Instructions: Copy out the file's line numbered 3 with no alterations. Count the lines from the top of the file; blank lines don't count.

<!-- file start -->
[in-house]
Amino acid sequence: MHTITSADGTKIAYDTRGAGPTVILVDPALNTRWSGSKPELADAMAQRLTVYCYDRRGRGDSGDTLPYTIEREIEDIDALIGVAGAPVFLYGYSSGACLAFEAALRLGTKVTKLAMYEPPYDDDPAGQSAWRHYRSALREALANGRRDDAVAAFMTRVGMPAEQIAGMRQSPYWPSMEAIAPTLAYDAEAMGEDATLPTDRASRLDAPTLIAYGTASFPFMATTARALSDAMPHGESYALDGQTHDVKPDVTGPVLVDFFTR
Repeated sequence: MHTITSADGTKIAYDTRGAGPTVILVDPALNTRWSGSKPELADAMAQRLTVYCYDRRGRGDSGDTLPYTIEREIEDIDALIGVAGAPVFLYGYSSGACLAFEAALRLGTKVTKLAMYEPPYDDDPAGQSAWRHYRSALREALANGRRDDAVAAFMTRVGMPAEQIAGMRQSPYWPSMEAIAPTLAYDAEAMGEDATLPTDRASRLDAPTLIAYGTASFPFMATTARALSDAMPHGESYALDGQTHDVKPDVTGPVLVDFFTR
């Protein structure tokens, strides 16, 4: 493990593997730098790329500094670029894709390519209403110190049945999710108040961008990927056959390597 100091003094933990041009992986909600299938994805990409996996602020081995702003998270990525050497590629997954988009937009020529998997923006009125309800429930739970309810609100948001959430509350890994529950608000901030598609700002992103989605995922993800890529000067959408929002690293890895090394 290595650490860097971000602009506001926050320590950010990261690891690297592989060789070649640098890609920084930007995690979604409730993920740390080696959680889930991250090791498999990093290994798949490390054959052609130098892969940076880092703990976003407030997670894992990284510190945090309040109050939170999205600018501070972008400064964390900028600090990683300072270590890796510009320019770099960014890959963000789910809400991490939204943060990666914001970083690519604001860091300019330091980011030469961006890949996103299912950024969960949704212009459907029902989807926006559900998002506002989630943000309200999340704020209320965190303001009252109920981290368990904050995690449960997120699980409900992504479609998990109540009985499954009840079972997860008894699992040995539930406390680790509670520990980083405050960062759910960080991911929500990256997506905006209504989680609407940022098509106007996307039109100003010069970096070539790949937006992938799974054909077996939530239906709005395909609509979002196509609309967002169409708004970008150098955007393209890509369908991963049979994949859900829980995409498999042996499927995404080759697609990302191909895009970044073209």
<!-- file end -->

Repeated sequence: MHTITSADGTKIAYDTRGAGPTVILVDPALNTRWSGSKPELADAMAQRLTVYCYDRRGRGDSGDTLPYTIEREIEDIDALIGVAGAPVFLYGYSSGACLAFEAALRLGTKVTKLAMYEPPYDDDPAGQSAWRHYRSALREALANGRRDDAVAAFMTRVGMPAEQIAGMRQSPYWPSMEAIAPTLAYDAEAMGEDATLPTDRASRLDAPTLIAYGTASFPFMATTARALSDAMPHGESYALDGQTHDVKPDVTGPVLVDFFTR